Eurozone GDP rose stronger-than-expected in Q2, up 8% annualized after -1.2% in Q1. There was strength across all components of GDP during the quarter. German growth had come in below expectations, but Spanish and Italian growth was a bit higher than expected. French growth was slightly above expectations. Expectations are for the Eurozone to post solid growth around +9.6% in Q3 and +5.2% in Q4.
In Japan, GDP growth for Q2 is set to be released in mid-August. Current expectations are for GDP to have recovered modestly, around 0.5% annualized after declining -3.9% in Q1. PGIM Japan CIO Seiji Maruyama points out that growth momentum is slowing due to the extended state of emergency imposed by the government in various regions, including Tokyo, to deal with the spread of the COVID-19 Delta variant. Overall Japanese GDP is expected to post solid growth in Q3, supported by the Tokyo Olympics, increased vaccination, and stronger global demand.
Among emerging markets, China’s growth is expected to moderate in the second half of 2021 from the strong pace in the past few quarters. Q2 GDP growth came in at 7.9% year-over-year, after strong 18.3% growth in Q1. The slowdown was driven by weaker industrial activity and slower real estate investment, while consumer spending improved. The economy is expected to slow further to a 5%-6% growth pace as industrial production continues to moderate. In India, the economy is expected to post a strong 19.4% recovery in Q2 aided by base effects, lifting of lockdowns, vaccinations rates continuing to pick up, and a better than expected monsoon season. GDP growth is expected around 7% in the second half of the year.
Taiwan’s Q2 GDP rose 7.5% year-over-year, much higher than consensus expectations of 6.6%, as strong exports offset weakness in consumer spending. The Russian economy continues to recover strongly with GDP expected to post around 10% growth in Q2 driven by rising oil prices. Trends in personal consumption and business investment spending have been strong. Growth is expected to remain solid, averaging around 3.25%, in the second half of 2021.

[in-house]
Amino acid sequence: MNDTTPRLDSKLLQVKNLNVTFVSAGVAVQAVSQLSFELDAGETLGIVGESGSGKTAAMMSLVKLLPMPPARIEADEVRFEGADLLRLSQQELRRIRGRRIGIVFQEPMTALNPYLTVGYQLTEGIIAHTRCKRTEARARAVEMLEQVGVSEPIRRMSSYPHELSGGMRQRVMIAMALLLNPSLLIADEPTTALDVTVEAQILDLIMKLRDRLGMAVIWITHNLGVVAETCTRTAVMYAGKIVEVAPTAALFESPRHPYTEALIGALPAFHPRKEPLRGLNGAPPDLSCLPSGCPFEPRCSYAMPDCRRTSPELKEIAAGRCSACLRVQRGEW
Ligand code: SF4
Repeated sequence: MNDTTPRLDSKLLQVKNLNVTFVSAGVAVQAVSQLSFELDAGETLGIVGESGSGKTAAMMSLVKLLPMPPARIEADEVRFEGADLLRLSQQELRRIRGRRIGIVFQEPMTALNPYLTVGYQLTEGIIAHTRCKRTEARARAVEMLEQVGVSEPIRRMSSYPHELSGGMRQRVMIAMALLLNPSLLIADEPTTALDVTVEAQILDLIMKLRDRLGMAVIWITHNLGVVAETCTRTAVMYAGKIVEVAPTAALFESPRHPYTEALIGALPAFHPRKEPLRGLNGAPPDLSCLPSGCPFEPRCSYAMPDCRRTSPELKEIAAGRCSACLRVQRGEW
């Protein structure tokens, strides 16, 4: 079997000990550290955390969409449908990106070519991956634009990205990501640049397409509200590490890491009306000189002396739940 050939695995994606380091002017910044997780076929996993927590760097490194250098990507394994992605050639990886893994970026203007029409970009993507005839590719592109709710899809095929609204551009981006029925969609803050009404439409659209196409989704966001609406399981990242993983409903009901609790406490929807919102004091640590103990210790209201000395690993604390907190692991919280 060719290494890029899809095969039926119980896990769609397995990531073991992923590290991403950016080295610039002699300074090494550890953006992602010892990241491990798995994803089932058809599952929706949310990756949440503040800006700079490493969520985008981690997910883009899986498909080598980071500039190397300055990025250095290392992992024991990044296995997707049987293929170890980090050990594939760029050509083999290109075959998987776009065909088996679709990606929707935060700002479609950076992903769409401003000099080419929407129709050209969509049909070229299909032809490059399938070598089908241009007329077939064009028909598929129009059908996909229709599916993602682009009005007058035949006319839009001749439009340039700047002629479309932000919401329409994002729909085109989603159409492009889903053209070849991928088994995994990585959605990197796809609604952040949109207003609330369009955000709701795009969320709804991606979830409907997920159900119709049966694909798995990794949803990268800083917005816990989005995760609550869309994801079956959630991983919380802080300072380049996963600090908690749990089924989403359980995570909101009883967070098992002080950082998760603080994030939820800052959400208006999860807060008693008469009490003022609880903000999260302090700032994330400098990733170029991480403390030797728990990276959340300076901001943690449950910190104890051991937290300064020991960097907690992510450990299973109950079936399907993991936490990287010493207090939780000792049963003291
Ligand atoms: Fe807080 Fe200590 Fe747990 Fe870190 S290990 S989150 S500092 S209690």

Inflation Debate: Jury Still Out as Price Pressures Remain Stubbornly Elevated
The inflation debate—transitory vs. persistent—remains alive as inflation remains elevated, with the June data pointing to a 0.5% month-over-month jump in core inflation globally. After bottoming late last year, core inflation has surged to a 3% annualized rate in the first two quarters of the year. The pandemic has impacted global supply chains, creating shortages and increased costs, while policy-fueled demand towards goods has also contributed to price pressures. US headline inflation rose further to 5.4% year-over-year in June from 5% in May with a narrow segment of COVID-19-impacted categories driving the bulk of the increase. Core inflation also jumped to 4.5% from 3.8% previously. Eurozone inflation rose to 2.2% year-over-year in July (preliminary) from 1.9% in June, largely due to base effects from last year’s German Value-Added Tax suspension falling out of the calculation. However, core inflation eased to 0.7% from 0.9% previously. In Japan, nationwide inflation rose to 0.2% year-over-year in June from -0.1% in May. Nationwide inflation excluding fresh food and energy was unchanged at -0.2%.
Policy Backdrop: Still Supportive but Inching Towards Taper